Community paths give people access around the places where they live. They link up to amenities such as shops, recreation sites such as sports centres, and open countryside. They are a way to cut car dependence and get people out into the fresh air.
OATS can help communities with feasibility studies, path plans, construction, and path management.
We run a volunteer system to help look after community paths we manage. Under our Adopt A Path scheme you can become a custodian of one of your local paths, getting specialist training in path surveying and basic maintenance, just like the volunteers who do the same things for our mountain paths.
We have been working on the delivery of strategic long-distance routes including the extension of the Speyside Way from Aviemore to Kingussie, and improving sections of The Moray Way. We can plan, survey and manage the construction of such routes.
Building and repairing upland paths is at the core of OATS. The Mountains and The People (TMTP) project began in 2015 and is now in its final phase.
Led by the Outdoor Access Trust for Scotland and backed by the Heritage Lottery Fund, Scotland’s two National Park authorities, Forestry and Land Scotland and Scottish Natural Heritage – NatureScot from May 2020 – the project has built and repaired more than 140km of mountain paths, including some of the most used in the country.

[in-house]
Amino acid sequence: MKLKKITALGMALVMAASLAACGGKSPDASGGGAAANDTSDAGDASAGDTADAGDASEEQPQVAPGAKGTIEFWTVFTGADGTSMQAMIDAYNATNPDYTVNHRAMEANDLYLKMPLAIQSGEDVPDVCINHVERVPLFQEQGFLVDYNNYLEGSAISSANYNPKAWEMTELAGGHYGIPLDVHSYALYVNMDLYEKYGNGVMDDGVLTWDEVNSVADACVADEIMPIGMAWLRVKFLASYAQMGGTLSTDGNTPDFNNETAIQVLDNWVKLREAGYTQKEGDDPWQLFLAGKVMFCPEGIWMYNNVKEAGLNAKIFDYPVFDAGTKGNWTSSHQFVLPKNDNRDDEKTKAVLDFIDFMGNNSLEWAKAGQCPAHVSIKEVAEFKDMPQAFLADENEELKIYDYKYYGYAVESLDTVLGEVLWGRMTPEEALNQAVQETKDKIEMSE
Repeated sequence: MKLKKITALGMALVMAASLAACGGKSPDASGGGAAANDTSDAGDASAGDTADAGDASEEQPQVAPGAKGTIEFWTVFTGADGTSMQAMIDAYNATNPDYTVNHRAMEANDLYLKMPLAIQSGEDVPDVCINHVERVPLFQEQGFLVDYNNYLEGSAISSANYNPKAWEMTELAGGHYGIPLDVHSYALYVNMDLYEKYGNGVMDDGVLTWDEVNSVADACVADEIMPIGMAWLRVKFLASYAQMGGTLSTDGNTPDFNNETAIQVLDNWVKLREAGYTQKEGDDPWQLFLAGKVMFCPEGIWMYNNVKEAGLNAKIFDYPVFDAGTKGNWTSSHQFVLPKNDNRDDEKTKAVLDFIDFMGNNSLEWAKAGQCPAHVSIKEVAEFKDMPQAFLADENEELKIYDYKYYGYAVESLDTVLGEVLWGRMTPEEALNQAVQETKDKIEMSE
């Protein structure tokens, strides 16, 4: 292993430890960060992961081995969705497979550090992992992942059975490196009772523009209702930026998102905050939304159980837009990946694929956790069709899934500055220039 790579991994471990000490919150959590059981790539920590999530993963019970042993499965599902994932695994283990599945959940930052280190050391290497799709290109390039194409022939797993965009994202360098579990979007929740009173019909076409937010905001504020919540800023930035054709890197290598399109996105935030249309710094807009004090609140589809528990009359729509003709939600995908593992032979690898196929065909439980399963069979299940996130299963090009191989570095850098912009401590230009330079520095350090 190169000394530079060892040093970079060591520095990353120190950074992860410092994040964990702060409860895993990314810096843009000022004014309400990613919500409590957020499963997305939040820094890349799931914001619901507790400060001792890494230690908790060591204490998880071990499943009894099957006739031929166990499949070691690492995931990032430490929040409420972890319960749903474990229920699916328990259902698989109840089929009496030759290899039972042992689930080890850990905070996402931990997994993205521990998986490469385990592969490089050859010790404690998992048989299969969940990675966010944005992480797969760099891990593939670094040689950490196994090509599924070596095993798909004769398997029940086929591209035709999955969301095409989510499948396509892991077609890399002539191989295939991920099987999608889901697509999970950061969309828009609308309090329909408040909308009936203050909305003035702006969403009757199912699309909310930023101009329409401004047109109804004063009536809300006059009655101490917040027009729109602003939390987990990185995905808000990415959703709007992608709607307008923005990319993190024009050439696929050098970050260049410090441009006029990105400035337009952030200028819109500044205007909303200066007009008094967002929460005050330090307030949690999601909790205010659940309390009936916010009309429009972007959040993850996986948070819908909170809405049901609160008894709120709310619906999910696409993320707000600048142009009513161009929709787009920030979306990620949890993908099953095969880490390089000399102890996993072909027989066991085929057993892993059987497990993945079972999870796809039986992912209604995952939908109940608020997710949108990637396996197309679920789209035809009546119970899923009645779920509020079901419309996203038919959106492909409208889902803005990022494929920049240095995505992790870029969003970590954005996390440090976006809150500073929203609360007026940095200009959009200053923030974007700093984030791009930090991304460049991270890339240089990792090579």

It has cost more than £5m, and some funds are still needed for the finishing touches.
Our next aim is to create similar projects to cover more mountains throughout Scotland including many of those in private ownership, with a number of proposals already at an advanced stage.
Full details of TMPTP can be found on the project site at www.themountainsandthepeople.org.uk
Bridge-building is a vital part of our path-building, especially on the lower level, community and strategic routes, where they will be the first thing that gets done. We have a number of designs and methods which can be adapted to different situations.
Footpaths once built need to be maintained otherwise drains clog, edges collapse and running water can destroy the best-laid surface. We have carried out a number of maintenance projects on paths built by others to ensure they last.
We have constructed and run three car parks, at Dinnet and Glenmuick in Aberdeenshire and at the Fairy Pools in Glen Brittle on the Isle of Skye. At two of them we provide toilet facilties, and the Skye site has on-site parking attendants.